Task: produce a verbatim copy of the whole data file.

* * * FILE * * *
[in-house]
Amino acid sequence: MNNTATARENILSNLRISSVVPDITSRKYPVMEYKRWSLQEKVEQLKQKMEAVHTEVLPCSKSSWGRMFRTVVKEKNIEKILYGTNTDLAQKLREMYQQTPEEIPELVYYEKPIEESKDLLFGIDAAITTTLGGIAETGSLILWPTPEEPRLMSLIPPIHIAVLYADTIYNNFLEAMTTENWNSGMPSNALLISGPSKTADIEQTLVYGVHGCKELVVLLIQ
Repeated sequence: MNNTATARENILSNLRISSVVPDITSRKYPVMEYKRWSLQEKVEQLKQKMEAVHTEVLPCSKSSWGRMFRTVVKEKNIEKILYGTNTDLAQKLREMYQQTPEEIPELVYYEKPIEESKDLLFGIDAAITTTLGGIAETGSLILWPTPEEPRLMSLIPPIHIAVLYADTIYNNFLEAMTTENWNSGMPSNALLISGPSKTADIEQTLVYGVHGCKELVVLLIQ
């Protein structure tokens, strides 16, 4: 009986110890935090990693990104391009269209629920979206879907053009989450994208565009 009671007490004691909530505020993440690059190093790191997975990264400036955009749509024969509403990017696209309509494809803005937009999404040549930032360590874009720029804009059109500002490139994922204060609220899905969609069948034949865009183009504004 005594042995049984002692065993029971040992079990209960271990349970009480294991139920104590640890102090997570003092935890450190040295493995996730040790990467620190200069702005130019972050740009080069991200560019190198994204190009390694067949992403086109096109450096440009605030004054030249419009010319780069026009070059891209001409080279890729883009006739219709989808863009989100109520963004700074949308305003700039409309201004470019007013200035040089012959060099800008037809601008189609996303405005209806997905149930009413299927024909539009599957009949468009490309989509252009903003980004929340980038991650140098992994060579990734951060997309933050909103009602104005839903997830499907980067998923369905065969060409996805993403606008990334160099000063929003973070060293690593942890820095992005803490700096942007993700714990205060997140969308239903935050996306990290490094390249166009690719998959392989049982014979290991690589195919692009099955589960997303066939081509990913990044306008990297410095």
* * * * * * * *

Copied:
[in-house]
Amino acid sequence: MNNTATARENILSNLRISSVVPDITSRKYPVMEYKRWSLQEKVEQLKQKMEAVHTEVLPCSKSSWGRMFRTVVKEKNIEKILYGTNTDLAQKLREMYQQTPEEIPELVYYEKPIEESKDLLFGIDAAITTTLGGIAETGSLILWPTPEEPRLMSLIPPIHIAVLYADTIYNNFLEAMTTENWNSGMPSNALLISGPSKTADIEQTLVYGVHGCKELVVLLIQ
Repeated sequence: MNNTATARENILSNLRISSVVPDITSRKYPVMEYKRWSLQEKVEQLKQKMEAVHTEVLPCSKSSWGRMFRTVVKEKNIEKILYGTNTDLAQKLREMYQQTPEEIPELVYYEKPIEESKDLLFGIDAAITTTLGGIAETGSLILWPTPEEPRLMSLIPPIHIAVLYADTIYNNFLEAMTTENWNSGMPSNALLISGPSKTADIEQTLVYGVHGCKELVVLLIQ
């Protein structure tokens, strides 16, 4: 009986110890935090990693990104391009269209629920979206879907053009989450994208565009 009671007490004691909530505020993440690059190093790191997975990264400036955009749509024969509403990017696209309509494809803005937009999404040549930032360590874009720029804009059109500002490139994922204060609220899905969609069948034949865009183009504004 005594042995049984002692065993029971040992079990209960271990349970009480294991139920104590640890102090997570003092935890450190040295493995996730040790990467620190200069702005130019972050740009080069991200560019190198994204190009390694067949992403086109096109450096440009605030004054030249419009010319780069026009070059891209001409080279890729883009006739219709989808863009989100109520963004700074949308305003700039409309201004470019007013200035040089012959060099800008037809601008189609996303405005209806997905149930009413299927024909539009599957009949468009490309989509252009903003980004929340980038991650140098992994060579990734951060997309933050909103009602104005839903997830499907980067998923369905065969060409996805993403606008990334160099000063929003973070060293690593942890820095992005803490700096942007993700714990205060997140969308239903935050996306990290490094390249166009690719998959392989049982014979290991690589195919692009099955589960997303066939081509990913990044306008990297410095």